ROARS: 5 Out of 5
Rated: N/R / Time Run: 1 Hr. 50 Min.
DIRECTOR: Steve Villenue
Date: Sat., May 29, 2010
Location: Tribeca Cinemas, NYC.
Cause: Mind, Body and Soul journey into the world of the “Darkside.”
It’s a shiny Sunday morning as I type this and I’m still feeling the chills from last night’s event. DiggerFilms premiered Under the Scares, which happens to be one of the most unique documentaries I’ve ever seen in my life. Most of you (my readers) are fully aware how I feel about this kind of genre, and there isn’t anything more enticing than combining it with another favorite genre of mine, HORROR. Under the Scares provides an insightful look into the independent horror film industry in North America. Having been shot in various cities within the U.S. over the past 4 years, Producer/Director, Steve Villenue compiled great footage covering just about every aspect pertaining to one of the most interesting facets of art today.
Most of the film’s genius stems from numerous personalities who were interviewed regarding filmmaking logistics. Some of the topics covered were the urgencies of good story-telling, never bore your viewers, funding, the marketplace, modern technology and its effect within the industry today versus years ago, casting, seriousness about your production, going beyond a “coworker” relationship with cast/crew, gullibility with those who are inexperienced, sound/music, editing, the importance of conventions for ALL (Producers, Filmmakers/Directors, Actors) and so on. Every single part which goes into creating your vision and presenting it with much pride and pleasure… Two important lines which stood out and still think of are 1. During contemporary times of modern tech “Anyone can make a film.” (But how many of these people present something worthwhile) and 2. If the product, timing and people are right, money will come, otherwise “Don’t expect to make any money. Do it and continue to do it because you love it.”
Like cults or religious organizations, the horror genre has its own community. Feeding off their own with specific critics, directors, actors, publications and common indie horror-flick actresses known as “Scream Queens” (Who ALL happen to be HOT), only those deeply involved will be familiar with those interviewed in this film. To name a few, Interviewees include Rod Gudino (Rue-Morgue Magazine), Gary Jones (“Xena: Warrior Princess,” “Boogeyman 3”), Debbie Rochon (Scream Queen), Tony Timpone (Fangoria Magazine), Lloyd Kaufman (Troma Entertainment), Herschell Gordon (The Godfather of Gore, “Blood Feast”), Robert Kurtzman (“From Dusk Till Dawn,” “The Rage”)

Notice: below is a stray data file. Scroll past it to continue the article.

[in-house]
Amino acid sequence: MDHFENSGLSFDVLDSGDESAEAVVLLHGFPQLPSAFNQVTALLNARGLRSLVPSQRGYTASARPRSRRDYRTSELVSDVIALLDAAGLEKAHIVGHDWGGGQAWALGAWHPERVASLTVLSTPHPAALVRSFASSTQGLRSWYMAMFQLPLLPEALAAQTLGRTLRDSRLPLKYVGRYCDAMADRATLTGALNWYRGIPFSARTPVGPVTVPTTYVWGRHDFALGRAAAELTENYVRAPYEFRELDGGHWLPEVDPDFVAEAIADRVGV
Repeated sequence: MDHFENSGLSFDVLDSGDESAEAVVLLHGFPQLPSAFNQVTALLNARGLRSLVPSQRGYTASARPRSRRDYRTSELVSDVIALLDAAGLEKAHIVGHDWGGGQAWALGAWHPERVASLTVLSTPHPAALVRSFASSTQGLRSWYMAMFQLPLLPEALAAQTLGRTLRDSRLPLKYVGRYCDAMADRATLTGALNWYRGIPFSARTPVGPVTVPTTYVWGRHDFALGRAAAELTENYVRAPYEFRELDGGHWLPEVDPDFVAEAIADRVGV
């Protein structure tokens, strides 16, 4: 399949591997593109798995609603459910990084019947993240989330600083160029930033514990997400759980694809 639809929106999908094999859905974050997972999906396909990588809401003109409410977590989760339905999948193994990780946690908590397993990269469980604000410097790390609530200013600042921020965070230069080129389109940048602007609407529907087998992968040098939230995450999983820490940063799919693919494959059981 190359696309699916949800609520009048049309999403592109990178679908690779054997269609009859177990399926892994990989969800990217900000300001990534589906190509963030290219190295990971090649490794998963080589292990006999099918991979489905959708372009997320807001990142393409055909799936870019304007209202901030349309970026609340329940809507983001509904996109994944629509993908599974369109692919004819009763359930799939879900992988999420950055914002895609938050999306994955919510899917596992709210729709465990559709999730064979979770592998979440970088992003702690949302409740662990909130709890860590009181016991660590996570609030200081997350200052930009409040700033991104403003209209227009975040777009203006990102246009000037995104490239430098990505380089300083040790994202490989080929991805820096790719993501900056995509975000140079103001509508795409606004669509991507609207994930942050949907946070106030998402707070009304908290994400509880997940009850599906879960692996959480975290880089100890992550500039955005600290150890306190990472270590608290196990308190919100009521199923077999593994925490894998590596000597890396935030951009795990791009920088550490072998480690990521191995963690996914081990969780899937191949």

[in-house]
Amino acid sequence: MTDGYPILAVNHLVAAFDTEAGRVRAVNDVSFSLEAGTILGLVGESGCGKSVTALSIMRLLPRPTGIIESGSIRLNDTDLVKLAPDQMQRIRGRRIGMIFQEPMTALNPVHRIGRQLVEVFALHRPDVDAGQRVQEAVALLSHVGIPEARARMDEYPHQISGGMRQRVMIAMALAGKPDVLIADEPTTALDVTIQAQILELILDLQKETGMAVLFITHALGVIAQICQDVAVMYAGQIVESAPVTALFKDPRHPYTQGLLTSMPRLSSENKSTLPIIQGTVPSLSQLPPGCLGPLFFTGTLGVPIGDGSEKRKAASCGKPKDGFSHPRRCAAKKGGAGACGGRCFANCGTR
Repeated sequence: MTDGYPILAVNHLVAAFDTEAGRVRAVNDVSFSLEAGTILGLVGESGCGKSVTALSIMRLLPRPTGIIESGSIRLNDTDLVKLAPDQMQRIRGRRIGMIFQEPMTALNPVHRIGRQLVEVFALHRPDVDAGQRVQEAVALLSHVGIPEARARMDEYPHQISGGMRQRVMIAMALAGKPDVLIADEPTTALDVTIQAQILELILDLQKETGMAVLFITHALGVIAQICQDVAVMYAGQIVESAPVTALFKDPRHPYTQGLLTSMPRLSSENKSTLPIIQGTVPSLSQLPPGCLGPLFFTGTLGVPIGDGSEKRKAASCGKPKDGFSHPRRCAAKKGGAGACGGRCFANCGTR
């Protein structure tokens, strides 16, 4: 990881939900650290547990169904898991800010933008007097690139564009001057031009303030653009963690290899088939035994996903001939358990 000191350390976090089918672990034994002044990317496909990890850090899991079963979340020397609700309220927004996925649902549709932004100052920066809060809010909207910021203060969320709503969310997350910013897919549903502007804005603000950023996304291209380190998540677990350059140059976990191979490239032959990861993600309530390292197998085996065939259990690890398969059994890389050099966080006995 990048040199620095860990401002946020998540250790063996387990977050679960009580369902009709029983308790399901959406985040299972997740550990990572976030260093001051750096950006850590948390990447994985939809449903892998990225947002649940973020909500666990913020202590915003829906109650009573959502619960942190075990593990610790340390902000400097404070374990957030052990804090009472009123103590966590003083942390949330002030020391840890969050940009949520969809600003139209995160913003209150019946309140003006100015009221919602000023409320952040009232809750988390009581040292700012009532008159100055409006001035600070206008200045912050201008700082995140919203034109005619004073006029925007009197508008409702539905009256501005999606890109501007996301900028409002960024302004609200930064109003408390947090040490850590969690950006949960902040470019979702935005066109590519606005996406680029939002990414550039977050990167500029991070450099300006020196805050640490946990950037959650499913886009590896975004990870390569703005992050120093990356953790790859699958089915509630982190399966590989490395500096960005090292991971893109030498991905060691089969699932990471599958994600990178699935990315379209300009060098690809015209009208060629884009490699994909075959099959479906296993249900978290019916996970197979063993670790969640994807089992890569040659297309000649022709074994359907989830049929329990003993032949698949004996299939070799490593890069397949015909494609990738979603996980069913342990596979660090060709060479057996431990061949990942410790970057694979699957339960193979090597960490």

DiggerFilms, a Canadian-based company, specializes in the art of horror and through their years of executing GOREifying experiences, the time to educate is now, and I can honestly say the team did just that. Having chatted and networked with ALL those involved with the film, it was truly a fun experience. Lots of chats regarding horror flicks from yesterday versus today, famous horror names of today like George Romero, Wes Craven, and thorough chats of differences within acting unions in Canada / U.S., conventions and one of the most evil and powerful horror films of all The Exorcist. Everyone was pleasantly hospitable and when handing out those business cards, one can tell these guys mean business when saying “keep-in-touch.”
In conclusion, Under the Scares not only serves an informative aspect when dealing with horror flicks, but I was also able to grasp that the same knowledge CAN be applied to other genres as well. This piece is well-crafted, paced, great story-telling considering it’s a documentary and truly a film I advise all my industry people to check out at some point in their lives. It’s presented in such a straight-forward way, it’s almost revolutionary and yes, the truth hurts, but in time you’ll appreciate all that was exposed.
May GORE-flicks live today, tomorrow and forever!
I would also like to thank Steve for having added music by “Midnight Syndicate.” For those unfamiliar with them, they’re a musical group that works mainly in the genre of Gothic music. It’s influential in the sense of building emotion and great music to write to given specific circumstances. Of all their tracks, Cold Embrace is one of my favorites and during the film it was GREAT hearing it in the background.
For more information on DiggerFilms, go to www.DIGGERFILMS.com